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CapMetro to deploy private security guards at busy bus stops

The Capital Metro North Lamar Transit Center on Dec. 6, 2021. The sky is overcast. A few people are milling about. A single CapMetro bus is pulled up at a stop. A police vehicle can be seen in the parking lot in the distance.
Gabriel C. Pérez
KUT News
The Capital Metro North Lamar Transit Center is one of a handful of busy transit hubs where unarmed security guards are expected to be patrolling within six weeks.

For the first time, Capital Metro is planning to station unarmed security guards at major transit hubs, including North Lamar Transit Center, South Congress Transit Center, Republic Square Park and the Tech Ridge Park and Ride. The transit agency says the decision was driven by a flood of complaints about safety.

"These will be eyes in the field for us," said Gardner Tabon, a CapMetro vice president who oversees public safety. "Whether it's drug deals or some other behaviors that are totally unacceptable on our property that, quite frankly, we wouldn't want our customers exposed to."

"We are trying to enhance and grow our ridership, and we feel like this may be just another tool in the toolbox to get that to happen," Tabon told a committee of CapMetro board members this week.

CapMetro plans to contract security guards through a private firm, which hasn't been chosen yet. The transit agency said it couldn't provide a cost estimate. But the security guards are expected to be on the job within six weeks.

The guards would report incidents to the transit agency's new public safety dispatch center. A dispatcher could request help from a police department or send a CapMetro social worker, whose job is to connect customers with mental health resources or other help.

Capital Metro is already building its own police force to replace the off-duty Austin police officers who currently patrol the system. The first 12 CapMetro officers aren't expected to start work until 2025. Unlike APD officers, they'll enforce CapMetro rules like requiring shoes or prohibiting panhandling on the bus. CapMetro police officers will be armed.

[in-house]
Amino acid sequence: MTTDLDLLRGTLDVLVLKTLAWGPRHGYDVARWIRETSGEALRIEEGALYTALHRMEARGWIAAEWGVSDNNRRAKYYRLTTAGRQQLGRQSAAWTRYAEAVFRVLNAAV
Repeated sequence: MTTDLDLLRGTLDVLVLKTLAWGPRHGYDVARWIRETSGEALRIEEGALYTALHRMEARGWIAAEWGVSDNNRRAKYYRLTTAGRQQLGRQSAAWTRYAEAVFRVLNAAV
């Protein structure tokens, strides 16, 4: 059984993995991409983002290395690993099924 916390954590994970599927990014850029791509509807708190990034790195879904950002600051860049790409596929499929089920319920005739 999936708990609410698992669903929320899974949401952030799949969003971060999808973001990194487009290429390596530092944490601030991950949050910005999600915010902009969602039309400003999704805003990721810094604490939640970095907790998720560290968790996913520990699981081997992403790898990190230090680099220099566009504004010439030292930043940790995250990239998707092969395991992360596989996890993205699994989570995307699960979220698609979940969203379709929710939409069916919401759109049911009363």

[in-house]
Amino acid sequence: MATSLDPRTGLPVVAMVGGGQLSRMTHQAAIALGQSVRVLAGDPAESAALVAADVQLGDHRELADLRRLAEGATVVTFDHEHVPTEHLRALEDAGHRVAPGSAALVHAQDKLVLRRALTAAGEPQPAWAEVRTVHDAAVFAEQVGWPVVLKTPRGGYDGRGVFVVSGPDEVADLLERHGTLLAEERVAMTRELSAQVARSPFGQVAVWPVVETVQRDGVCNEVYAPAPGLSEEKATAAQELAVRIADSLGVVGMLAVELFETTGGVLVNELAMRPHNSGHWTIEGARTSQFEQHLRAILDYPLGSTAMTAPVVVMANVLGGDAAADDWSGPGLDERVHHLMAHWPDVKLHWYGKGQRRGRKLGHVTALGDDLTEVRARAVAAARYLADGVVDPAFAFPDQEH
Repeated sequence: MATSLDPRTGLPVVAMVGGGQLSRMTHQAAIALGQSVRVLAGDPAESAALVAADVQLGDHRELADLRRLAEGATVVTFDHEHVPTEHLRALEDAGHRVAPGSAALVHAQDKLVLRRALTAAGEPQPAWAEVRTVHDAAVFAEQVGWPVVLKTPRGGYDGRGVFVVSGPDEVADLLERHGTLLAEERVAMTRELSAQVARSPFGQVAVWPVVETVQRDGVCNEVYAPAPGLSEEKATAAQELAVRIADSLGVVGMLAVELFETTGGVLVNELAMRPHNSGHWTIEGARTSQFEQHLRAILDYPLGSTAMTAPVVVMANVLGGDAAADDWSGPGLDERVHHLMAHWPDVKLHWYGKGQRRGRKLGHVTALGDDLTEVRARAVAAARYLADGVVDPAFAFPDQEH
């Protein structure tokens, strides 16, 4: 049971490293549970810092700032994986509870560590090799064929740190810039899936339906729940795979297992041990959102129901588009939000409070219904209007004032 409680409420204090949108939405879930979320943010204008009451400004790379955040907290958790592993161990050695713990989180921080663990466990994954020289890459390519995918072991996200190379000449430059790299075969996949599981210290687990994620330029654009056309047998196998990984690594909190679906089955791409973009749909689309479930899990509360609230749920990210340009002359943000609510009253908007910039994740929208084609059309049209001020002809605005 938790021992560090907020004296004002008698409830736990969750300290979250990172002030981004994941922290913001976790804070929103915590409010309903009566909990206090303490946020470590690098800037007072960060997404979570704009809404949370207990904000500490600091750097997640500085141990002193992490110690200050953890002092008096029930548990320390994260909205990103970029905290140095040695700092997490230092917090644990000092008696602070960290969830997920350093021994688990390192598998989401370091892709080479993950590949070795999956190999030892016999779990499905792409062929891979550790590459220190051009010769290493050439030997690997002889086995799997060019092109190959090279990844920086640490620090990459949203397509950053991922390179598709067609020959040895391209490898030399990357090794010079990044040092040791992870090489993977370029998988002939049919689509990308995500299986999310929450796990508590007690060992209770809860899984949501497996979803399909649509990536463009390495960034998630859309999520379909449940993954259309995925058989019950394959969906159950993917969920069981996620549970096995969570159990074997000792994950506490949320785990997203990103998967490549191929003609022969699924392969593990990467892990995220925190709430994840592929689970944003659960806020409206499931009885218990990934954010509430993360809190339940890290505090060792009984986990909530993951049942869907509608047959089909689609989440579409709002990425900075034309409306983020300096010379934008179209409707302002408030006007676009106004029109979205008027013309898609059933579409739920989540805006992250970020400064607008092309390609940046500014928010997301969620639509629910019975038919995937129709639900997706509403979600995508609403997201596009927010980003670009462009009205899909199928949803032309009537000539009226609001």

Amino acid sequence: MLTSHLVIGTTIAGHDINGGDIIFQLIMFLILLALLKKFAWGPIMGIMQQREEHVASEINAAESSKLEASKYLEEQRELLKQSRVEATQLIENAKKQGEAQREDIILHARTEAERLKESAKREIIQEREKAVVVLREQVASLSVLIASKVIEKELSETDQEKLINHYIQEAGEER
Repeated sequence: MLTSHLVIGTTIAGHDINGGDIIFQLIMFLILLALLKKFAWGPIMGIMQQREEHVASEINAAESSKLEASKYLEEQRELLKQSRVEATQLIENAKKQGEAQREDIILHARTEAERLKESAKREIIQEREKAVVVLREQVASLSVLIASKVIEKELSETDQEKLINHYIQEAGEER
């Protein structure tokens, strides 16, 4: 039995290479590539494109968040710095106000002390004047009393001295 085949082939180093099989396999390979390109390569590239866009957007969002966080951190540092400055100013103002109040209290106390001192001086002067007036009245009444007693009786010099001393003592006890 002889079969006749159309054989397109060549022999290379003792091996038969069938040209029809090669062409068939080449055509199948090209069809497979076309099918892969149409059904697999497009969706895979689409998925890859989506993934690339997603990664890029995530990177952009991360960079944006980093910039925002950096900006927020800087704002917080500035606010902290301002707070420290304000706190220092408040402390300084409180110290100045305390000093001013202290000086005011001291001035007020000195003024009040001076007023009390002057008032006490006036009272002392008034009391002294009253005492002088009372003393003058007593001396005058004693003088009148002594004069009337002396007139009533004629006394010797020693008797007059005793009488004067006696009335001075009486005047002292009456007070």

CapMetro executive vice president Gardner Tabon and the agency's transit police administrator and soon-to-be police chief Eric Robins sit for a portrait inside a conference room. Both are in suits facing the camera. Behind them are window blinds through which you can make out some of Austin's downtown skyscrapers.
Michael Minasi
KUT News
CapMetro Executive Vice President Gardner Tabon (left) is overseeing creation of a transit police department that will be helmed by former Sugarland Police Chief Eric Robins.

As part of the public safety plan, the agency has also created a "Public Safety Ambassador" program where uniformed employees travel the system, help riders and report problems. At least one board member wondered why the agency was hiring private security guards when these employees were filling a similar role.

"My concern is that then if we're going out here to a private security firm, they've got a different focus and a different training and different mentality," Eric Stratton, who represents Williamson County, said. "I'm a little leery."

"It seems like it is not a good use of taxpayer money or fulfilling the mission because they're not part of the CapMetro core family as it were," he said. He said he would support private security guards as a temporary measure until more public safety ambassadors could be hired.

Capital Metro already uses private security guards at facilities like the agency's headquarters on East Fifth Street, an operations center in North Austin and the Transit Store on West Ninth Street. The guards are provided by California-based Inter-Con Security Services under a $10 million contract.

But this would be the first time private security guards are deployed at CapMetro transit stops, the agency said.

The decision was not discussed with Capital Metro's Public Safety Committee, a panel of volunteers appointed by the CapMetro board to oversee the agency's new foray into policing.

"I'm kind of surprised this was done, from my perspective, abruptly," Luis D. Osta Lugo, a software engineer who serves on the committee, told KUT News. "There was already a fair amount of tension in the community with the rollout of the transit police."

Osta Lugo said he approves of how CapMetro has gone about creating the police force by addressing some public concerns about the department. But he said he would also like to see the raw data that justifies the use of private security guards.

"So everyone knows at each step in the process, it was an earnest and fair and straightforward approach that did not mean to tip the scale one way or the other," he said.

KUT News has requested the safety data, including dispatch calls. Capital Metro said the data wasn't immediately available, but expected to provide it by the close of business on Friday.

Correction: A previous version of this story misspelled Luis D. Osta Lugo's last name.

Nathan Bernier is the transportation reporter at KUT. He covers the big projects that are reshaping how we get around Austin, like the I-35 overhaul, the airport's rapid growth and the multibillion dollar transit expansion Project Connect. He also focuses on the daily changes that affect how we walk, bike and drive around the city. Got a tip? Email him at Follow him on Twitter @KUTnathan.
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